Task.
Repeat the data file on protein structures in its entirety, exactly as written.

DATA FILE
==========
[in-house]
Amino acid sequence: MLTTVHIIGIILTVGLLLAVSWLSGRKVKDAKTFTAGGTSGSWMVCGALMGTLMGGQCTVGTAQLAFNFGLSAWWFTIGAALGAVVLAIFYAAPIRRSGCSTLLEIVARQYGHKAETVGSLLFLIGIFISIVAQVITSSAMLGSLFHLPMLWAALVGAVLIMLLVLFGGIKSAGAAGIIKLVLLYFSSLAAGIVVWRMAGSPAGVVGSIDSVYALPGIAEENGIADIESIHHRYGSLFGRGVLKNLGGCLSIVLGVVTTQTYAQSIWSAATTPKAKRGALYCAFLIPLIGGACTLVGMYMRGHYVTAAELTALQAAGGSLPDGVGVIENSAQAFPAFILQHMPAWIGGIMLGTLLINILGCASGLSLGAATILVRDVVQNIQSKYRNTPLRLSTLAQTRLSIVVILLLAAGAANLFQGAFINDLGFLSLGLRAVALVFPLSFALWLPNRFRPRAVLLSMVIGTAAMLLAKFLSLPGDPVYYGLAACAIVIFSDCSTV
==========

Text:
[in-house]
Amino acid sequence: MLTTVHIIGIILTVGLLLAVSWLSGRKVKDAKTFTAGGTSGSWMVCGALMGTLMGGQCTVGTAQLAFNFGLSAWWFTIGAALGAVVLAIFYAAPIRRSGCSTLLEIVARQYGHKAETVGSLLFLIGIFISIVAQVITSSAMLGSLFHLPMLWAALVGAVLIMLLVLFGGIKSAGAAGIIKLVLLYFSSLAAGIVVWRMAGSPAGVVGSIDSVYALPGIAEENGIADIESIHHRYGSLFGRGVLKNLGGCLSIVLGVVTTQTYAQSIWSAATTPKAKRGALYCAFLIPLIGGACTLVGMYMRGHYVTAAELTALQAAGGSLPDGVGVIENSAQAFPAFILQHMPAWIGGIMLGTLLINILGCASGLSLGAATILVRDVVQNIQSKYRNTPLRLSTLAQTRLSIVVILLLAAGAANLFQGAFINDLGFLSLGLRAVALVFPLSFALWLPNRFRPRAVLLSMVIGTAAMLLAKFLSLPGDPVYYGLAACAIVIFSDCSTV